Fundamentalists and conservative evangelicals believe God has preserved His word. The debate among them is mainly over the manner of preservation and the form the preserved word has taken. Some believe we have a God-preserved, word-perfect text we can identify with certainty. Others believe we do not.
Those who hold to identifiable, word-perfect preservation cite several passages in support of their doctrine. Part 1 of this series examined several of the strongest of these to see what they they actually teach.1 I concluded that these passages lead us to believe God will preserve His word perfectly in a form that is at least potentially discoverable, but that they do not promise that God’s people will always be able to point to a particular manuscript or text and confidently claim it is the word-perfect, preserved text.
Others have examined these passages (and others) and come to very similar conclusions (Moritz, 86-88; Beacham and Bauder, 116-123; Williams and Shaylor, 83-111), and defenders of certainly-identifiable, word-perfect preservation have responded with counterarguments and accusations. Many of these obscure the real issues in the debate and attempt to frame it in a way that heavily favors their view.
Thou Shalt Keep Them
A fairly recent example is the book Thou Shalt Keep Them, edited by Kent Brandenburg in 2003 and revised in 2007. The book may well be the most thorough and thoughtful effort to make a biblical case for “verbal, plenary preservation” (23), but it also alleges that those who disagree with it’s view of preservation approach the Scriptures with attitudes strongly influenced by rationalism, humanism, and unbelieving textual critics (46-47, 131, 255), and with the aim of “trying to please the academic crowd” (126).
In Part 1, however, I argued exclusively from Scripture (both what it says and what it does not say), not from any external evidence. I cannot prove that I am not a rationalist or that I have no interest in winning the praise of the “academic crowd” (though perhaps “innocent until proven guilty” would be an appropriate principle here). What I can do is focus once again on what the Scriptures themselves reveal and, in the process, move toward framing the debate more accurately.
The Bible and Human Fallibility
Do the Scriptures teach that human beings normally do anything perfectly? If they teach that even faithful believers normally err in all they do, proponents of word-perfect preservation must make a biblical case for why believers would not err in the process of copying Scripture. So when we turn to the Bible, what do we find?
1. The fallibility of believers
We’re all sinners and all we do is tainted by that sinfulness (Rom. 3:23, Rom. 3:10, Isa. 64:6). Though believers are “new creations” (2 Cor. 5:17), sin remains an ongoing problem (Heb. 12:4, 1 John 1:8). We continue to sin both intentionally and unintentionally (Psa. 19:12-13).
In addition to this ongoing problem of wickedness, we also suffer from ordinary weakness (Matt. 26:41, 2 Cor. 11:29, 1 Thess. 5:14, Heb. 5:2). We make mistakes, forget things, express ourselves inexactly, grow weary, become confused, reason poorly, and literally fall down.
What sort of quality should we expect in the work of such beings as ourselves? Paul warned Timothy to exert himself diligently so that he would “rightly divide” (accurately handle) the “word of truth” (2 Tim. 2:15; see also 1 Tim. 4:16). The clear implication is that he was capable of failing to be adequately diligent and capable failing to handle the word properly. What’s more, even mature, committed, well-trained believers such as the apostle Peter sinned in ways that distorted the gospel (Gal. 2:11-14).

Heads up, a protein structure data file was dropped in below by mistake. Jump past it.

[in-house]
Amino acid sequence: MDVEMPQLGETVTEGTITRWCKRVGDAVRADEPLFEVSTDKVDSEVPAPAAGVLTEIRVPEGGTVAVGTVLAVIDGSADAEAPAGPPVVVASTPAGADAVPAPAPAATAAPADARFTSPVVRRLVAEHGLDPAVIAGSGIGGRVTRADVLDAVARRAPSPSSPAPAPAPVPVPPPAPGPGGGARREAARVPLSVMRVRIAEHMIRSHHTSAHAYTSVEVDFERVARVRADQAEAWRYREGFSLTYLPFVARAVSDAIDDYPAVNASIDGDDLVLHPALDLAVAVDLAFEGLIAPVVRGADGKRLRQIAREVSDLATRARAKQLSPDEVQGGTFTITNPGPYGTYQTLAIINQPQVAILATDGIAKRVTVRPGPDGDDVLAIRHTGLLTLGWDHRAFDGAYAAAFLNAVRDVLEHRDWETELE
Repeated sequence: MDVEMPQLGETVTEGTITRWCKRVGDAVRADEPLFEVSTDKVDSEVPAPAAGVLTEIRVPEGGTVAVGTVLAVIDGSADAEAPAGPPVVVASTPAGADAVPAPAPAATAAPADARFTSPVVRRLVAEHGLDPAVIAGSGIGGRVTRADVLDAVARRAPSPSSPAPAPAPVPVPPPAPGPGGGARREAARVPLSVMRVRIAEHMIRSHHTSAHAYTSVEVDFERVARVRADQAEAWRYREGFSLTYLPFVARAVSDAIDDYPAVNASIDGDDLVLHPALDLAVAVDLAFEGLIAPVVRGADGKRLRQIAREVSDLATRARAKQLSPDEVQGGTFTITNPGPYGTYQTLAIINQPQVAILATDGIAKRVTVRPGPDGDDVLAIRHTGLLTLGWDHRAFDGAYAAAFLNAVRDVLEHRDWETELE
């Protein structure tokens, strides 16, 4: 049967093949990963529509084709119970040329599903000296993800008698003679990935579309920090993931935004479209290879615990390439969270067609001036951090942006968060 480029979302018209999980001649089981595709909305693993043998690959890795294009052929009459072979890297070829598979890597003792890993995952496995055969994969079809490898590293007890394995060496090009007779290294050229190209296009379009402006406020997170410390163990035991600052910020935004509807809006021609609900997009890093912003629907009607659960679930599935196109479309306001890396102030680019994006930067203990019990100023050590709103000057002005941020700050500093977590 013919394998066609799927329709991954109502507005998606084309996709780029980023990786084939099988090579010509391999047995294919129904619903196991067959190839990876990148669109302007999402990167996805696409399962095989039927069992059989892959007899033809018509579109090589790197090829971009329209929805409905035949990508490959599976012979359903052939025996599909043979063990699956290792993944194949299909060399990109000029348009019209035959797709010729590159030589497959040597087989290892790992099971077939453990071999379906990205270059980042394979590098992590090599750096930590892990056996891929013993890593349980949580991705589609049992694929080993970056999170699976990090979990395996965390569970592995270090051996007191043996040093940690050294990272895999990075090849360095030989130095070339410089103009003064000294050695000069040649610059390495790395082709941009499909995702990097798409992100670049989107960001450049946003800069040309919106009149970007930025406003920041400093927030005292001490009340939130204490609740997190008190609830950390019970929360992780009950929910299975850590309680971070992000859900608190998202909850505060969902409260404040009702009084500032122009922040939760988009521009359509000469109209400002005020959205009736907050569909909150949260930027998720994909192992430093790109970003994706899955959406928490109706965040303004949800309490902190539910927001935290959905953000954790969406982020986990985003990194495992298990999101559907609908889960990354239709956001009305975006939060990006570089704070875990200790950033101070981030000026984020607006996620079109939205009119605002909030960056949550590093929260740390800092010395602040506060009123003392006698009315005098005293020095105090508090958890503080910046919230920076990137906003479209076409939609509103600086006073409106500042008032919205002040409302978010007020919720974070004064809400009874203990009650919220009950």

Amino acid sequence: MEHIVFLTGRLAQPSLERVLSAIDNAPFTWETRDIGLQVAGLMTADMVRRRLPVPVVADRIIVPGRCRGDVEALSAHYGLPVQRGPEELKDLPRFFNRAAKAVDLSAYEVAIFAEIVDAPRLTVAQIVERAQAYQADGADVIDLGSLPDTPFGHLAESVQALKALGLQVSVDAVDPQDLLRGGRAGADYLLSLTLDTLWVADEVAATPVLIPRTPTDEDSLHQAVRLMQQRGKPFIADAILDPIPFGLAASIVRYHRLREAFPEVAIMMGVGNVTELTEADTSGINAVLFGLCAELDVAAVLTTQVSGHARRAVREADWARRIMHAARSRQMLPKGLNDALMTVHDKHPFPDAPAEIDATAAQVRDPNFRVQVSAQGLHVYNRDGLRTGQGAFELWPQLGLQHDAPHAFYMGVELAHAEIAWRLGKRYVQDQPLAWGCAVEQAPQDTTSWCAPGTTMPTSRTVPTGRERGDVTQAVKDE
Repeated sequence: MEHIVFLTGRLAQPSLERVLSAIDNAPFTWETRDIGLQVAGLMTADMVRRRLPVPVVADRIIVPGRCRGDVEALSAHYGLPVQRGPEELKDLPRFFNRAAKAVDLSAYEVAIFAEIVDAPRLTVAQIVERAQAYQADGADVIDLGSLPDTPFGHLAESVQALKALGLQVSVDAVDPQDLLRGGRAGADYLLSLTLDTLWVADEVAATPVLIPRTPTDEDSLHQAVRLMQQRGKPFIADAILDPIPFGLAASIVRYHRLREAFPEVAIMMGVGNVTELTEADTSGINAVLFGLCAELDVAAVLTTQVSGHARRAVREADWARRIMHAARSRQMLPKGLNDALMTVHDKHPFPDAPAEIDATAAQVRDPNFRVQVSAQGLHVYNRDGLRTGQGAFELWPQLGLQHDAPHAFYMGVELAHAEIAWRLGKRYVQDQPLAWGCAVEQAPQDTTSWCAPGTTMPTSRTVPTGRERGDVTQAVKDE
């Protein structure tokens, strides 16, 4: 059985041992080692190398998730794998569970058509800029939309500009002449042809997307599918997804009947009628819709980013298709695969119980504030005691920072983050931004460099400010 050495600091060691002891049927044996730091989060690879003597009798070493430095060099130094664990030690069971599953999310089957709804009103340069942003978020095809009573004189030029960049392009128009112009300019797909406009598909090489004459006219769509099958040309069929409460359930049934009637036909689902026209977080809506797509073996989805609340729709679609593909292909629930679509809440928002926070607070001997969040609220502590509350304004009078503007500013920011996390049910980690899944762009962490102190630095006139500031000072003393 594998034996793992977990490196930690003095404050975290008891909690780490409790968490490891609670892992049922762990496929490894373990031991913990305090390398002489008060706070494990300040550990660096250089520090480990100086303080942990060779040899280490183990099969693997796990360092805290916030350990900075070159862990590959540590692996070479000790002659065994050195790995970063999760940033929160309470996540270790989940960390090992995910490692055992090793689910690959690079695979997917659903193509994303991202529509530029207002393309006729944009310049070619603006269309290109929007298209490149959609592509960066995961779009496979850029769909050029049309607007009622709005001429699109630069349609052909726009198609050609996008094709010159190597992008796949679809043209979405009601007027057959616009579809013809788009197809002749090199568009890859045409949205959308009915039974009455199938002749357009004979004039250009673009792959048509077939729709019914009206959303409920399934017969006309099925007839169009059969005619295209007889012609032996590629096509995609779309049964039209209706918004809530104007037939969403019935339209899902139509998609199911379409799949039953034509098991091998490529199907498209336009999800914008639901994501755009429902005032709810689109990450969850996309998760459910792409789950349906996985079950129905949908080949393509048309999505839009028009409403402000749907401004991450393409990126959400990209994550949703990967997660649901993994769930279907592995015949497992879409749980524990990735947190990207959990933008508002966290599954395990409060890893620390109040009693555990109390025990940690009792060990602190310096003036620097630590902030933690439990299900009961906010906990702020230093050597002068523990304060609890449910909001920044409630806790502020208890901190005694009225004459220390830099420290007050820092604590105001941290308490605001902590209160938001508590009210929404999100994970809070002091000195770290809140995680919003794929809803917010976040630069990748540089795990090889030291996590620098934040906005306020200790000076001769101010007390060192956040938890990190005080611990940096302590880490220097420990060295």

Our understanding of inspiration and preservation must account for what Scripture reveals about believers’ propensity to err and sin.
2. The fallibility of Israel and the churches
The writers of Thou Shalt Keep Them claim that God has used two key institutions to maintain word perfect copies of His word. Thomas Strouse summarizes their view as follows.
[T]he Biblical writers clearly delineated the means for the preservation of God’s OT and NT words in Scripture. That the Lord used His NT congregation, as He did His OT saints, to be the agency through which His Words were preserved, is irrefragible [sic]. (109)
Chapters 11-14 focus on making a biblical case for this view. But weighing the biblical evidence for the idea of perfect preservation through the community of true believers requires that we first recognize what the Bible teaches about the character of these institutions.
Scripture reveals that, when it comes to wickedness and weakness, what is true of individual believers is also true of the body of believers. The epistles were all written to address problems in local churches, and some of these problems were severe. Though the church is described as “the pillar and ground of the truth” (1 Tim. 3:15), these words describe the responsibility given to the church, not the church’s inherent character (cf. Brandenburg, 117-121). Paul does not assert that the church will perform its role as pillar and ground perfectly.
In the Bible, only one local church receives an evaluation free of criticism for failures. Christ commends the church of Philadelphia (Rev. 3:7-13) on every point. However, even this church receives the solemn warning to “hold that fast which thou hast, that no man take thy crown” (3:11, KJV). Even this church was capable of slipping and failing to do its work properly.
The body of true believers in the Old Testament was certainly no better! That they were given the responsibility of keeping and declaring the words of God (Brandenburg, 100) is not in dispute. But they were given many other responsibilities as well, and ultimately failed to execute any of them perfectly.